East Asian Languages and Cultures Courses
What comes to your mind when thinking about an island? Is it a geographical object, an anthropological site, a tourist destination, a military base, or a data storage center? This course looks at the ideas and imaginations about the islands and archipelagos in modern East Asia. We will discuss how these ideas and imaginations have been shaped by different social and natural forces: migration, imperial expansion, technological development, and environmental impact. To rethink the significance of island cultures within the global networks of cultural, commodity, and information exchanges, we will go through the following topics: (1) the indigenous cultures and worldviews, (2) the tropical and the oceanic trade network, (3) the forefront of the Cold War geopolitics, (4) the migration and cultural hybridity, and (5) the environmental challenge and an islandic futurity. Around these topics, we will discuss short stories, photographs, and films from Taiwan, Japan, and China (in English translation and with English subtitles), along with related analytical articles. Students will be expected to think analytically about literature, images, music or films, and to develop skills of close reading, making arguments, constructing theses, library research, self-editing, peer reviews, and presentations.
Speculative fiction is a broad literary genre which includes science fiction, fantasy and magical realism. Although this genre speaks of other worlds and realities, we will be contextualizing the speculative fiction we read in this class through the real world histories and experiences of AAPI diasporas. From the creation of paranormal entities to dystopian futures, AAPI authors reflect the hopes, fears and complex struggles of navigating a globalized world through their unique imaginings of new (and old) worlds. This class will explore how AAPI authors interrogate themes of race, power, community and diasporic identity to creatively engage in a place-making project through speculative fiction.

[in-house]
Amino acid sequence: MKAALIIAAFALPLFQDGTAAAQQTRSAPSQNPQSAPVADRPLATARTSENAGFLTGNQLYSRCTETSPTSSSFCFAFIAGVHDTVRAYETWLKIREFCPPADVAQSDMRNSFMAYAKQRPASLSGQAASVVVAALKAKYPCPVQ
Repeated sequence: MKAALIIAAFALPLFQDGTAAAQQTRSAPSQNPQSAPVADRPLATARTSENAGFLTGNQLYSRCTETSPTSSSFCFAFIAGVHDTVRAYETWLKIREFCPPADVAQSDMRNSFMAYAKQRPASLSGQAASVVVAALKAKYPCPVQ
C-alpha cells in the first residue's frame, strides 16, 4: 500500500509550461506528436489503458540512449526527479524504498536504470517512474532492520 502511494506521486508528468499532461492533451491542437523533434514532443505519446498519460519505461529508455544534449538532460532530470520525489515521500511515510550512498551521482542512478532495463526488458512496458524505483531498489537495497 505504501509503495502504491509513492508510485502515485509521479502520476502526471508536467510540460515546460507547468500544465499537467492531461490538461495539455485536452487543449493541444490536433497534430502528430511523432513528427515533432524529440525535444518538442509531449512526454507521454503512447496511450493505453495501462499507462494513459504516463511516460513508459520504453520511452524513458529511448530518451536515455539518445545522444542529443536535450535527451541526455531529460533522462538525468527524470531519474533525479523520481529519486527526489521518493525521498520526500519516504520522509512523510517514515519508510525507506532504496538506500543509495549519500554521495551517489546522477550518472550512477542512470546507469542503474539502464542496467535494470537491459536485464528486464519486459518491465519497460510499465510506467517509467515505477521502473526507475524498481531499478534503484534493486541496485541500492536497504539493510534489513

This course will provide students with a basic understanding of the history, teachings, and practices of the Buddhist tradition. We will begin with a look at the Indian religious culture from which Buddhism emerged, and then move on to consider the life of the Buddha, the early teachings, the founding of the monastic order, and the development of Buddhist doctrinal systems. We will then turn to the rise of Mahāyāna Buddhism, and the transformation of Buddhism as it moved from India to China, Japan, Tibet and the countries of Southeast Asia. We will end with a brief look at contemporary controversies over, (1) the tulku (reincarnate lama) system in Tibet; (2) the ordination of Buddhist nuns in Southeast Asia; and (3) the rise and popularity of mindfulness meditation in America. Readings will cover a variety of primary and secondary materials, as well as two short novels, and we will make use of films and videos. There are no prerequisites for this course—everyone is welcome. But the course does demand a great deal of time and effort on the part of students. There is a lot of reading as well as a short written assignment or quiz each week, and attendance at all lectures and discussion sections is mandatory. Students should only enroll if they can commit the required time and energy to the course.